So my children – they were also raised to think for themselves – finished singing every verse of the exit hymn and then got in their respective cars and called a priest who understood thinking and celebration of Resurrection.
Good for them I say – Good for them. Lance was being proven correct:
“Forgiveness frees the forgiver. It extracts the forgiver from someone else's nightmare.”

My children understand forgiveness in totality. It may take a few days to process the forgiveness to completion, but when all is done, they are free. There may, at times, be well placed comments about stupid choices or actions done by others to them or their friends; but generally when they are done forgiving life continues at its regular pace.

I knew that I had to forgive Fr. Freeze before the end of the day. I had enough to handle and carting that man along every step of the way was more validation than he deserved. He needed to be left in the pew.

So today, in my head, that is where Fr. Freeze is sitting, in a pew waiting for the Joy of Resurrection to be delivered to him. I only hope that every time he has to say a Mass of burial for a family he hears the haunting sobs of my daughter and the heat fails to work.

My God is an awesome God.
My God is a big God.
My God is a strong God.
My God loves everyone even Fr. Freeze.
My God made us all to celebrate life and the lives of those we love.

So tonight as you rest your head on the pillow – think about being finished with the things, actions and activities that were not working so well for you. Say, “I am pretty much done with that, moving along now, different horizons to see, different ideas to think, and different people to love. I am free to do this. God loves me and wants me to love others the same way He loves me.”

See how you feel in the morning. I bet you walk straighter and I bet your feet feel lighter because you are not carrying the past anger with you as you traverse the world.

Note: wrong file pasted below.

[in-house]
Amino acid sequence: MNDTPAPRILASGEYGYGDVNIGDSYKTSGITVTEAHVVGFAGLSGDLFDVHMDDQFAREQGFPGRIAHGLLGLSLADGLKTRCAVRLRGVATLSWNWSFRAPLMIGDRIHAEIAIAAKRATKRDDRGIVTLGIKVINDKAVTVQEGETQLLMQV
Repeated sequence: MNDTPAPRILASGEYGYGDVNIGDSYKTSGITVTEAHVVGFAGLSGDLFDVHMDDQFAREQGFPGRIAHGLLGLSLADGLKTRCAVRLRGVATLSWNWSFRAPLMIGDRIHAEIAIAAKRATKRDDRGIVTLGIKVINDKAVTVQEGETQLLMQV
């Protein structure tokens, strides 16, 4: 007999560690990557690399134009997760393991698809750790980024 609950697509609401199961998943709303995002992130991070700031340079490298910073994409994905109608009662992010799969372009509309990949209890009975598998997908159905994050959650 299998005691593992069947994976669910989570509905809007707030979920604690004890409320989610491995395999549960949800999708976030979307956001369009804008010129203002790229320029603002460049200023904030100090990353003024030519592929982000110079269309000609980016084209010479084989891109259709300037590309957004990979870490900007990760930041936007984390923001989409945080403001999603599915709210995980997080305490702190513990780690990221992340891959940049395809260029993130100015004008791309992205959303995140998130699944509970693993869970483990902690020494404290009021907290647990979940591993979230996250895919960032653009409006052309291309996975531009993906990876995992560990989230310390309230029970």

Walk gently and leave nothing but footprints. That is what Lance, God and my Dad would have wanted.


Thursday, February 8, 2007

I am missing my community

Since mid-August there has been an amazing community about me.

A wise father, an amazing husband, two loving sisters, a jolly brother-in-law, three stellar daughters, one splendid son-in-law, eight nieces and nephews ranging in age and interest, one niece in law who rocks my world, two grandchildren who are the apple of my eye, and a few stout and strong friends, work cohorts in various locations, family of said people, friends, and acquaintances at church and online.

Tonight I am missing my community. I am in my very nice home that looks like I live here, smells like home to me, is familiar in all it sights and sounds, comfortable and comforting, and is about all I ever want in the way of a home. I have spoken to just about everyone mentioned in the above litany except my wise father.

I saw birds at the feeder today. I have been waiting since December to see them. The snow is staying on the branches and it fills up your eyes with wonder at their beauty. It is cold and quiet outside and yet there is an amazing peace at the sound. My sister saw a shooting star tonight, her first ever. My sister passed her "inspection" at work.

I hear my Dad say "Look here, I am still near you. I will stay for as long as you need me to be here." Well Dad, we need you to be near for a while longer.

Thanks for keeping us safe through the snow storm we traveled through to get home. Thanks for teaching me how to write well all those nights you dictated book and history reports to me and I was so tired that I could not see the page, much less understand what you were saying. Thanks for just about everything - even the times when our ideas did not meet in the middle - you taught me that one can use your problems as a hole to climb into or turn the hole upside down and use it as a step up. I think without the adversity of our relationship during my teen years I would not be the kind of person I am today.

I am helping to give a sermon on Sunday February 18, 2007. I expect you will be there, please bring Mom.

We are also having another celebration of your life and witness in spring, with lots of music of varied sorts and different writings. A well thought out celebration. We need to be able to celebrate you the way you raised us - with thought and caring - not by some cut and dried - no room for love formula dictated by a church that knows about its rules but not about LOVE. You are also welcome to hang out with us then, bring Mom she will enjoy the sounds and she always loved a party.

Well the clock is blinking 10:38 pm. I need to sleep. My community is safe and each in their own home and I know they miss each other too. I heard you chuckle when I told this story.




Wednesday, February 7, 2007

Home sweet Home

It took us 9 hours to travel from Cleveland to Columbus because of the weather.
It was 2 hours from Columbus to Cincinnati - maybe more because we took a tour through some country roads and listened to Dad tell us stories in our own heads and then we went to eat lunch